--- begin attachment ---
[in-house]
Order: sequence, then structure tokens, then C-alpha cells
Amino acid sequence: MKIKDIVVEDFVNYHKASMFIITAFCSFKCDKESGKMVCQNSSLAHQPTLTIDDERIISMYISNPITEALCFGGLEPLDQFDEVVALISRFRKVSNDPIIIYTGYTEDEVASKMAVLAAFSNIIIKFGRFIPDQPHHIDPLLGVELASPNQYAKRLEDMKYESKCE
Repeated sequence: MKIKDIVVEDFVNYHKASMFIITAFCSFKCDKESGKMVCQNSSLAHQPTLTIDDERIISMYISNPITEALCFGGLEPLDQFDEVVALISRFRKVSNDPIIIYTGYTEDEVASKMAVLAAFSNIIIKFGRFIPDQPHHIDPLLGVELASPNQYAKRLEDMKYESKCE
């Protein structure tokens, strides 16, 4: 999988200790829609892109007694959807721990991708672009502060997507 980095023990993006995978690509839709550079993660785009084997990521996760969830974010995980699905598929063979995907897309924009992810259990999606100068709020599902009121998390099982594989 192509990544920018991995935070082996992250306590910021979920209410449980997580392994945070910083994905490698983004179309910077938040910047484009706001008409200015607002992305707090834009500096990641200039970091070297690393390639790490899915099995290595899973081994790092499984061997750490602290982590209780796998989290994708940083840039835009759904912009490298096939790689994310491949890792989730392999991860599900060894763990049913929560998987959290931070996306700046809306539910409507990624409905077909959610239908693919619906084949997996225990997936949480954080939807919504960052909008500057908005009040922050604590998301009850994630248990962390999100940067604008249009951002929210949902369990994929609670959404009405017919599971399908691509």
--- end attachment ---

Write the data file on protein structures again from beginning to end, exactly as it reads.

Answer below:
[in-house]
Order: sequence, then structure tokens, then C-alpha cells
Amino acid sequence: MKIKDIVVEDFVNYHKASMFIITAFCSFKCDKESGKMVCQNSSLAHQPTLTIDDERIISMYISNPITEALCFGGLEPLDQFDEVVALISRFRKVSNDPIIIYTGYTEDEVASKMAVLAAFSNIIIKFGRFIPDQPHHIDPLLGVELASPNQYAKRLEDMKYESKCE
Repeated sequence: MKIKDIVVEDFVNYHKASMFIITAFCSFKCDKESGKMVCQNSSLAHQPTLTIDDERIISMYISNPITEALCFGGLEPLDQFDEVVALISRFRKVSNDPIIIYTGYTEDEVASKMAVLAAFSNIIIKFGRFIPDQPHHIDPLLGVELASPNQYAKRLEDMKYESKCE
């Protein structure tokens, strides 16, 4: 999988200790829609892109007694959807721990991708672009502060997507 980095023990993006995978690509839709550079993660785009084997990521996760969830974010995980699905598929063979995907897309924009992810259990999606100068709020599902009121998390099982594989 192509990544920018991995935070082996992250306590910021979920209410449980997580392994945070910083994905490698983004179309910077938040910047484009706001008409200015607002992305707090834009500096990641200039970091070297690393390639790490899915099995290595899973081994790092499984061997750490602290982590209780796998989290994708940083840039835009759904912009490298096939790689994310491949890792989730392999991860599900060894763990049913929560998987959290931070996306700046809306539910409507990624409905077909959610239908693919619906084949997996225990997936949480954080939807919504960052909008500057908005009040922050604590998301009850994630248990962390999100940067604008249009951002929210949902369990994929609670959404009405017919599971399908691509």